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Unsold Teslas fill Langley parking lot

Sales are down at the EV company and inventory is building up
A fenced-off parking lot on 197 Street in Langley is filled with Tesla sedans, as the car company’s sales dipped this year, increasing inventory. (Matthew Claxton/Langley Advance Times)

As Tesla struggles to sell all the cars it’s been manufacturing in North America, a parking lot in Langley is filling up with the electric vehicles.

The fenced-off lot on 197 Street, just off 64 Avenue, has about 100 spaces and is packed with Tesla sedans and SUVs, along with a handful of vehicles of other brands.

It’s a short drive from the Tesla sales centre on the Langley Bypass, which usually has its site full of Teslas awaiting sale or pickup as well.

Neighbours of the 197 Street parking lot, who asked not to be named, said the cars started showing up sometime in the late winter, between late January and early March. They’ve been in the lot for a few months now.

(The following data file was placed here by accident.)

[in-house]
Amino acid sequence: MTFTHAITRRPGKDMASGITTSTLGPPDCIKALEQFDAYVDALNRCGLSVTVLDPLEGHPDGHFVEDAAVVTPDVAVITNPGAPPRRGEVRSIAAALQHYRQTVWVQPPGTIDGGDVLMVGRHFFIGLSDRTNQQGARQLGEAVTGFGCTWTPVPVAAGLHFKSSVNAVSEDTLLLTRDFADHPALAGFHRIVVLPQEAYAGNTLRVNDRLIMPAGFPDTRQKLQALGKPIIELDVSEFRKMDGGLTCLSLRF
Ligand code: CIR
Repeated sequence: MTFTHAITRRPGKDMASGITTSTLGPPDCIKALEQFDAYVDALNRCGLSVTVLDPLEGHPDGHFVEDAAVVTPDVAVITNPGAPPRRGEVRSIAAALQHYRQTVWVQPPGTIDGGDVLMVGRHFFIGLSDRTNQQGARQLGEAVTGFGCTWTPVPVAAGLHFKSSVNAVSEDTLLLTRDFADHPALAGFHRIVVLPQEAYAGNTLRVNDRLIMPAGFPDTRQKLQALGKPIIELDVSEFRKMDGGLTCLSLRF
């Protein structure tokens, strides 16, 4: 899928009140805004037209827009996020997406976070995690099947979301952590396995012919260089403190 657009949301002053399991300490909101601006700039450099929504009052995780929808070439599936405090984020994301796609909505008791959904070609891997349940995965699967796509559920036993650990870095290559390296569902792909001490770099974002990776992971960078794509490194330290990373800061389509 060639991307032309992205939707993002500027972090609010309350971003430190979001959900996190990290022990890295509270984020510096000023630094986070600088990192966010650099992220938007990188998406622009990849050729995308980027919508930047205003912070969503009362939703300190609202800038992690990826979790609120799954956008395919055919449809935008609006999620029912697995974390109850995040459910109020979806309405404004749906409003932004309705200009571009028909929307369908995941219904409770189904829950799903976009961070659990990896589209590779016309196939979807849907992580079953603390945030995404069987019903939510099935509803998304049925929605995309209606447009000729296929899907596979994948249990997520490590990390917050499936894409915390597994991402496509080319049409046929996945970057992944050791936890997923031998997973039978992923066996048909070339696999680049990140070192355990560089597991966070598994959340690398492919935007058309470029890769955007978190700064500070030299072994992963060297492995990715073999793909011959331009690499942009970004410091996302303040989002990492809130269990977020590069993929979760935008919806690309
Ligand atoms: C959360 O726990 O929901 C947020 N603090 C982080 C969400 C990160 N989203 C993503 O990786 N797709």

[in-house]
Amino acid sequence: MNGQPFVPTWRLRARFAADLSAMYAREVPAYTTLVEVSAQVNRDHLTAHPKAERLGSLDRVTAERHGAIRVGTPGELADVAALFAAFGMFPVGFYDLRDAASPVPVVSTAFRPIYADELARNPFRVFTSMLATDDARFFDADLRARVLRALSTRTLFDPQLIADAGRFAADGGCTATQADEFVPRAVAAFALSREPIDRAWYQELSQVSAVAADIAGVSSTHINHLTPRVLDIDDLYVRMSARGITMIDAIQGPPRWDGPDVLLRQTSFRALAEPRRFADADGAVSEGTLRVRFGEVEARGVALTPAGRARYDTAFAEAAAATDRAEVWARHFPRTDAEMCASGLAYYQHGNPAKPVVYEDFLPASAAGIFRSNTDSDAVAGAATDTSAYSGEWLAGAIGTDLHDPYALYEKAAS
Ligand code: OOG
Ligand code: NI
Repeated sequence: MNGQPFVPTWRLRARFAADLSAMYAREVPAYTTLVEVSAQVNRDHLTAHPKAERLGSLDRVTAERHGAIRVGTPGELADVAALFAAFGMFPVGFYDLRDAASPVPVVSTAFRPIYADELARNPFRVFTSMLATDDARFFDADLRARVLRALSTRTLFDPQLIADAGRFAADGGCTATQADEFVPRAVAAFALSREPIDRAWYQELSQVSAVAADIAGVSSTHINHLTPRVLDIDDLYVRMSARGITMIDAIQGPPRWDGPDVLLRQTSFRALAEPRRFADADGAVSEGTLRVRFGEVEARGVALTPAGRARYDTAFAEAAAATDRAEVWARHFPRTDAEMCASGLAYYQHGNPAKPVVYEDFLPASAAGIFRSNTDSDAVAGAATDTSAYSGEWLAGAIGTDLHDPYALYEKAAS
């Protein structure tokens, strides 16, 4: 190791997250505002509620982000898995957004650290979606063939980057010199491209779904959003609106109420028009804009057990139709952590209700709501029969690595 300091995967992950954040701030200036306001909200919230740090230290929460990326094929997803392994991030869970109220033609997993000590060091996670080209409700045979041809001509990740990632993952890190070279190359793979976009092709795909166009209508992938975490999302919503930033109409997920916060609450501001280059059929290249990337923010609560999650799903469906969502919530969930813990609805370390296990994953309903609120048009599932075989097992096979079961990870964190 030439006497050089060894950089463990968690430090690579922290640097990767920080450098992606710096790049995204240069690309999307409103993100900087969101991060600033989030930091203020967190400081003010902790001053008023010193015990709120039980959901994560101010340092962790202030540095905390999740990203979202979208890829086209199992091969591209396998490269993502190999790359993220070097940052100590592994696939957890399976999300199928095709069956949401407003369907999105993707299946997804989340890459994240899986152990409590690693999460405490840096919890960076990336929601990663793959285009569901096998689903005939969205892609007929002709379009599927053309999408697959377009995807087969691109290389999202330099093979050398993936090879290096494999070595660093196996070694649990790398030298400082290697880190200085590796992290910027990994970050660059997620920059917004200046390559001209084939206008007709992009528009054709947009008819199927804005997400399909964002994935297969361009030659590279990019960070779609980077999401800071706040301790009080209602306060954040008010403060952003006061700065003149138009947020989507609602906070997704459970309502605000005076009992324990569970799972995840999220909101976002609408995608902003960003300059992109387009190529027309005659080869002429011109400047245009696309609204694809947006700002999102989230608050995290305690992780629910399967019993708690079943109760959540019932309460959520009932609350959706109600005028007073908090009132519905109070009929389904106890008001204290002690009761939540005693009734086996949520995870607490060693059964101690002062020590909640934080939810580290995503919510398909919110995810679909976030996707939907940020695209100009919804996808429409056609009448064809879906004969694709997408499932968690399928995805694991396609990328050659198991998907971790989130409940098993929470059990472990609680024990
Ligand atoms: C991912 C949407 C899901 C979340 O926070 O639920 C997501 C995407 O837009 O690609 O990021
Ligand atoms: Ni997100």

It’s not unusual for car dealerships to park inventory in vacant lots or empty parking lots temporarily, particularly when new models arrive from factories.

But Tesla, over the past few years, has often had months-long wait times for customers buying its cars. Those wait lists shrank in 2023 as the company ramped up production.

Tesla’s sales slumped for the first time ever in the first three months of 2024, according to the company’s first quarter production reports.

Between January and March, the company produced 433,371 vehicles, and delivered 386,810, according to its production and deliveries report in April. That’s 46,561 more vehicles produced than delivered to customers.

That compares to the final three months of 2023, when Tesla produced 494,989 vehicles, and delivered 484,507 to customers, a gap of 10,482.

In recent weeks, media reports have emerged of parking lots filled with Teslas awaiting sale at empty shopping centres or office complexes across North America.

Reports noted that the parking lots with hundreds of Teslas were usually near their delivery centres, similar to the situation in Langley. Major storage sites included parking lots in Missouri, New Jersey, and on a disused airbase in Germany near one of Tesla’s largest factories.

Federal and provincial incentives have helped fuel a major market for EVs in B.C., with EVs and plug-in hybrids making up more than a quarter of all new light cars and trucks sold in the province in the last quarter of 2023.

Attempts to reach a Tesla spokesperson for comment were not successful.

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Matthew Claxton

About the Author: Matthew Claxton

Raised in Langley, as a journalist today I focus on local politics, crime and homelessness.
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